Real or Make Believe? 3 + years

Can a bear fit in a mitten?

Would a mouse sit on a bear’s nose?

Would a badger share his space?

Language Development:

Real Animal Habitat: 4 + years

Where do these animals live?  What do their homes look like?  What are their homes called?

Bear – den,   Rabbit – warren.   Badger – warren,  Owl – nest,  Mouse – nest,  Fox – den,  Mole- fortress, tunnel or burrow,  Hedgehog – den.

Play / Act out:

Using masking tape, make a large mitten shape on the floor.  See how many of your family members you can fit into this shape. Try it by standing in the shape, then by lying down.  Try to predict how many will fit, with everyone taking a guess first.  Perhaps use a blanket to cover everyone.  Is it snugly and warm?

try white (snow) play-dough, a mitten and animal figurines. I found the  most wonderful play-dough activity for this book.  Here is a link to a wonderful blog called MySmallPotatoes: http://mysmallpotatoes.com/2012/12/06/weekly-kids-co-op-the-mitten-an-enchanting-small-world-activity-inspired-by-an-enchanting-storybook


Crafts for Fine Motor Skills: lacing, cutting and painting.

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Sequencing Activity:

I found a song, sung to Farmer in the Dell that is a fun way to sequence this story, from Pinterest: http://www.pinterest.com/pin/183451384797521348/

This post came from:   http://www.firstgradewow.blogspot.com


LapBooks: a parent/child project worthy of taking on.

LapBooks are a brilliant way for kids to get together all the stuff they can find out about an activity and show it off.

I have found a couple great links to get you started.


and this one has some great printable pages for preschool.


I am hoping that you enjoy these activities from “The Mitten”, by Jan Brett.

Next Sunday we will look at “The Kissing Hand”, by Audrey Penn.


Yes you can help your children learn to read and help to instill in them a passion for books!  Your time with your children is so short (I raised 6…I know how fast it goes), enjoy the books together!

Reading with your child/children is so important.  I came across some great tips on pinterest to help you when reading with your little ones.  Here it is!                                                                                                                       Originally posted by Angi.

Reading with the young

Read to your babies:16752455 19379174-funny-baby-with-glasses-reading-a-book

The majority of people know and agree that it is important to read to children.  If this is put into regular practice the results show up before the age of two.  These youngsters will bring you books to read for them.  At the age of two to two and a half, they will try to tell the story to you.  How cute is that!!!

Reading tricks:

A good practice when reading with your child is to track the words with your fingers.  It is instinctual, for most children to want to track from right to left, but in English, they must learn to track from left to right.  Hold your finger above the first word on the first line, and track across from there.  This method does not hide the lines under the first. The child can see that there are more words and lines to come, has an easier time dropping to the next line and eventually may read quicker than your finger is following.  Having your finger above the line does not impede with this process.

A case for encouraging reading:  3914152

My mother, being a prolific reader of good books, modeled for me the love of reading.  It taught me spelling, sentence structure, language skills, exposure to new words, knowledge and understanding.  I never realized the benefit of this until I was in grade nine.  In that grade, here in Alberta, we must write provincial exams and I scored extremely high in literature.  This dawning for me as to the importance of reading, influenced me in allowing my own children to be readers.  How, you may ask?  Well, sometimes reading was put before chores.  Allowing a child to read after bedtime, instead of a strict rule of lights out.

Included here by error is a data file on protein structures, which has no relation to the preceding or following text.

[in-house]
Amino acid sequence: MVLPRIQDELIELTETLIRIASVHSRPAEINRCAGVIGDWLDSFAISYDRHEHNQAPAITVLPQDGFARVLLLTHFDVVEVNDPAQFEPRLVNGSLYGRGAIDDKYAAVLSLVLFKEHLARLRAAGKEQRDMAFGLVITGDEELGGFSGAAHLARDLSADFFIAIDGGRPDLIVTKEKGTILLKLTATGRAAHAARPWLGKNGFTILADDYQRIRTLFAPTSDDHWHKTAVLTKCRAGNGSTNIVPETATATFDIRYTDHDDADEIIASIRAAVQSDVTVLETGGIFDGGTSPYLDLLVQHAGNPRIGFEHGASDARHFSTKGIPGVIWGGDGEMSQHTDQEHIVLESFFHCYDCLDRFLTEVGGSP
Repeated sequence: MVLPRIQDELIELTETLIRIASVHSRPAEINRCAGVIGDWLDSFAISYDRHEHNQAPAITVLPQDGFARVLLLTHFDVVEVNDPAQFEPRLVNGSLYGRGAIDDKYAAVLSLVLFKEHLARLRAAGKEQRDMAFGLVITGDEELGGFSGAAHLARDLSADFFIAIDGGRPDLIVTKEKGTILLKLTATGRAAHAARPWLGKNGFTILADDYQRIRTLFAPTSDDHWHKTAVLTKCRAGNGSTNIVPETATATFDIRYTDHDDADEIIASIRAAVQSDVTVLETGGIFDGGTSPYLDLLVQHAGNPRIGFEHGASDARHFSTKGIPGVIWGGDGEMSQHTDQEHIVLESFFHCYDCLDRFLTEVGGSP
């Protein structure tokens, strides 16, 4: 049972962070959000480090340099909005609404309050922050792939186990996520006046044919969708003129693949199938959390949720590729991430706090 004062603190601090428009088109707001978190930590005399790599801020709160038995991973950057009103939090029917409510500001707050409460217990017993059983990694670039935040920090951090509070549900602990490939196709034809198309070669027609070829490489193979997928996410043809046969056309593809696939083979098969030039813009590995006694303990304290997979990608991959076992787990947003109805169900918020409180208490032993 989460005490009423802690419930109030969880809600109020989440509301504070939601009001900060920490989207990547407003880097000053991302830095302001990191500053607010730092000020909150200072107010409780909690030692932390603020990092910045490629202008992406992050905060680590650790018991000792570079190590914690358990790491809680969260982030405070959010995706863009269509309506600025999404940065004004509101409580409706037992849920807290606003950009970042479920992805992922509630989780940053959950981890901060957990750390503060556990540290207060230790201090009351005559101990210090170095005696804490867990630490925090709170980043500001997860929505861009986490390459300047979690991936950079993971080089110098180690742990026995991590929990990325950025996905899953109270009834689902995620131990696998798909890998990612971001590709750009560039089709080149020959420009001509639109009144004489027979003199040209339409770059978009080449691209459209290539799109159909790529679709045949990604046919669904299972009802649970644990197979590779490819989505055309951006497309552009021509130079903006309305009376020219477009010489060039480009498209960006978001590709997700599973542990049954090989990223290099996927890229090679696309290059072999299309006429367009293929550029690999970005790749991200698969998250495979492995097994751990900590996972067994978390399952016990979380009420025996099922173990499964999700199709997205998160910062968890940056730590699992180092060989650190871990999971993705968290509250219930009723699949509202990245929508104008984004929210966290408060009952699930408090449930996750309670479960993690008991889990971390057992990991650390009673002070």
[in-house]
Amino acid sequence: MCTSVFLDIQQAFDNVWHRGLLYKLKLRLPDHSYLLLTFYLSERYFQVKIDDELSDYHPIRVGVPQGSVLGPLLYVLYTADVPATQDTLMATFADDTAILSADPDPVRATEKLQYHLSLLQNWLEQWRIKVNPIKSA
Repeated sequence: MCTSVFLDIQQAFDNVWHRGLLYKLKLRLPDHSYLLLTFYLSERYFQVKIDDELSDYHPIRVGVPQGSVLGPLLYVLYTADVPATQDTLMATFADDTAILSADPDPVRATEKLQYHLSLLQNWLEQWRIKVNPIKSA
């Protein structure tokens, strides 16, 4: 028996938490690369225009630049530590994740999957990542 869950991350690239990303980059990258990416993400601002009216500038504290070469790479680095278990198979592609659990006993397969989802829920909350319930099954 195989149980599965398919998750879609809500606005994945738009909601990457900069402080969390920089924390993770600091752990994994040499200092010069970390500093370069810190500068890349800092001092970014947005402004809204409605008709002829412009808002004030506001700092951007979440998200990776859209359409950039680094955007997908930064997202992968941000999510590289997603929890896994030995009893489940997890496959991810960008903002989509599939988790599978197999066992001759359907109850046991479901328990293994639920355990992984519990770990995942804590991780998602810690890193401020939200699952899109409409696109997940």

I worked in the public school system, in Alberta, for 20 years.  I often worked with children who were challenged or non-readers.  It is impossible to do well in any subject in school (math, science, story writing, social studies, etc) if one cannot read.  Not doing well in school often leads to poor self-esteem.  In my own opinion, the very best thing you can do for any child is to help them be proficient readers.

Happy Reading!! And Read,Read,Read!     44764078

Just new and getting started

Kieran the Pirate

WOW! First blog gitters!  I’m sure all bloggers began with these!

“TalesForTheYoung”  ..I enjoy writing for young children.  My present book,Kieran the Pirate (http://www.friesenpress.com/bookstore/title/119734000000639859), is about a 3 year old boy who loves to play dress up. He discovers a pirate hat.  He doesn’t have any other part to his costume, but believes he is a scary pirate anyway.  His extended family help him with the items he needs.  This act boosts his confidence!

I wrote this book, inspired by my eldest grandson, who moved across the country and I missed him so much.  I tried to keep a relationship by telephone (no skype back then), but a 3 year old would rather go play.  To keep his interest, I would tell him made up stories or read him easy reader books.  If any character had a name, I substituted his.  And thus began my writing career!

I tried to keep in mind the reading and enjoyment level of 2 to 5 year old children.  Sometimes it is difficult to keep the complexity of the words down to their level.  I aimed for some repetition as it helps this age group participate in the telling.  As well, when introducing the items of the pirate costume, I used the illustrations to help them with the identification the item.

An underlying theme for adults is that DIY costumes are fairly easy to accomplish with items from home. Dress up is fun!

I also want adults to use the format of this book to help children with prediction skills.  What does a pirate wear or what else does he need?

For the 2 and 3 years old, it can be used to identify titles to family members.  Adults can ask, “Do you have an Auntie?”and “What is her name?” Other titles in the book are Grandfather, Brother, Uncle, Great-Grandfather, Grandmother, Mother, and cousin.

more on writing for young children soon…